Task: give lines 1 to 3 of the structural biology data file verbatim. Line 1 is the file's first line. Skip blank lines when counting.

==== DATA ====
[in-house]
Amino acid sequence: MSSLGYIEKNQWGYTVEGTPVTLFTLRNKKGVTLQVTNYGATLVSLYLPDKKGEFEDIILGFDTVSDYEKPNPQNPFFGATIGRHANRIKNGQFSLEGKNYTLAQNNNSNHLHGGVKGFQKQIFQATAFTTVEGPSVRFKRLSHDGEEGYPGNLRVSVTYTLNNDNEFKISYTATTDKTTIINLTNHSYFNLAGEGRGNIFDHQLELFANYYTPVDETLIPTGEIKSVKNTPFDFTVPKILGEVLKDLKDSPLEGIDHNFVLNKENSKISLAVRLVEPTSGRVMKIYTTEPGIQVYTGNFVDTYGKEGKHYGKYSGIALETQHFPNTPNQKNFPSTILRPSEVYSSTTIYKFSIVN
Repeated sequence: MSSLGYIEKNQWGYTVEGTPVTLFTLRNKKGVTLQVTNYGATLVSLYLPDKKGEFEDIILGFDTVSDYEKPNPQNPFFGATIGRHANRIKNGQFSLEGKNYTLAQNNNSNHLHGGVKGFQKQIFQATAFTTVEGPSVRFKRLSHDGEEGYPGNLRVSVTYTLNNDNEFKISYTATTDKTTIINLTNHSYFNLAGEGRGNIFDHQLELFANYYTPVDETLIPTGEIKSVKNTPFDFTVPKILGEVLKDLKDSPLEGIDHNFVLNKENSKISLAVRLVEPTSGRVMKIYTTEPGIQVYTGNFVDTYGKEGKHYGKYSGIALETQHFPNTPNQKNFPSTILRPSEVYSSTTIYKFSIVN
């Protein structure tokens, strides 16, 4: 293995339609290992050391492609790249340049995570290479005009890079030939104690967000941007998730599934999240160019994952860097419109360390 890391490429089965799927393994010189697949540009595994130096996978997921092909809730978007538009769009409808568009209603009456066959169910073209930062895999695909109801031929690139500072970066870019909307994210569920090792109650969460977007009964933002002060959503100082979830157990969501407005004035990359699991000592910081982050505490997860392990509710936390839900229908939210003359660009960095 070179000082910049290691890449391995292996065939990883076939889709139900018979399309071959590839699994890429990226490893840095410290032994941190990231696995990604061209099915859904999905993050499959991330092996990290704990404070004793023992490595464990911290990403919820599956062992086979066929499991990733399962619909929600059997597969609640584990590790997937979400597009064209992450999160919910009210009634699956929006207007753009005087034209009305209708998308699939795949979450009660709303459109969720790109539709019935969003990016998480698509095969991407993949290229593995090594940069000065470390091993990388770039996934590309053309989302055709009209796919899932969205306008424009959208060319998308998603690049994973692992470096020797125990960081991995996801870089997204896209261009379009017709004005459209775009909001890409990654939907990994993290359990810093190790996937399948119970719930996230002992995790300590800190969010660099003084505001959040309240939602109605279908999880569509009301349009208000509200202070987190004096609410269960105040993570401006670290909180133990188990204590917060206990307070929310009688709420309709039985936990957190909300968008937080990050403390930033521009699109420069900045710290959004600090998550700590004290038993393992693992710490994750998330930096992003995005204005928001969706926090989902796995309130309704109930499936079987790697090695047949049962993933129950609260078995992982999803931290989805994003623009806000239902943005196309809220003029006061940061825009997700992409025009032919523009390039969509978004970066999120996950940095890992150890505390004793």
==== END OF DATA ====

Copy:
[in-house]
Amino acid sequence: MSSLGYIEKNQWGYTVEGTPVTLFTLRNKKGVTLQVTNYGATLVSLYLPDKKGEFEDIILGFDTVSDYEKPNPQNPFFGATIGRHANRIKNGQFSLEGKNYTLAQNNNSNHLHGGVKGFQKQIFQATAFTTVEGPSVRFKRLSHDGEEGYPGNLRVSVTYTLNNDNEFKISYTATTDKTTIINLTNHSYFNLAGEGRGNIFDHQLELFANYYTPVDETLIPTGEIKSVKNTPFDFTVPKILGEVLKDLKDSPLEGIDHNFVLNKENSKISLAVRLVEPTSGRVMKIYTTEPGIQVYTGNFVDTYGKEGKHYGKYSGIALETQHFPNTPNQKNFPSTILRPSEVYSSTTIYKFSIVN
Repeated sequence: MSSLGYIEKNQWGYTVEGTPVTLFTLRNKKGVTLQVTNYGATLVSLYLPDKKGEFEDIILGFDTVSDYEKPNPQNPFFGATIGRHANRIKNGQFSLEGKNYTLAQNNNSNHLHGGVKGFQKQIFQATAFTTVEGPSVRFKRLSHDGEEGYPGNLRVSVTYTLNNDNEFKISYTATTDKTTIINLTNHSYFNLAGEGRGNIFDHQLELFANYYTPVDETLIPTGEIKSVKNTPFDFTVPKILGEVLKDLKDSPLEGIDHNFVLNKENSKISLAVRLVEPTSGRVMKIYTTEPGIQVYTGNFVDTYGKEGKHYGKYSGIALETQHFPNTPNQKNFPSTILRPSEVYSSTTIYKFSIVN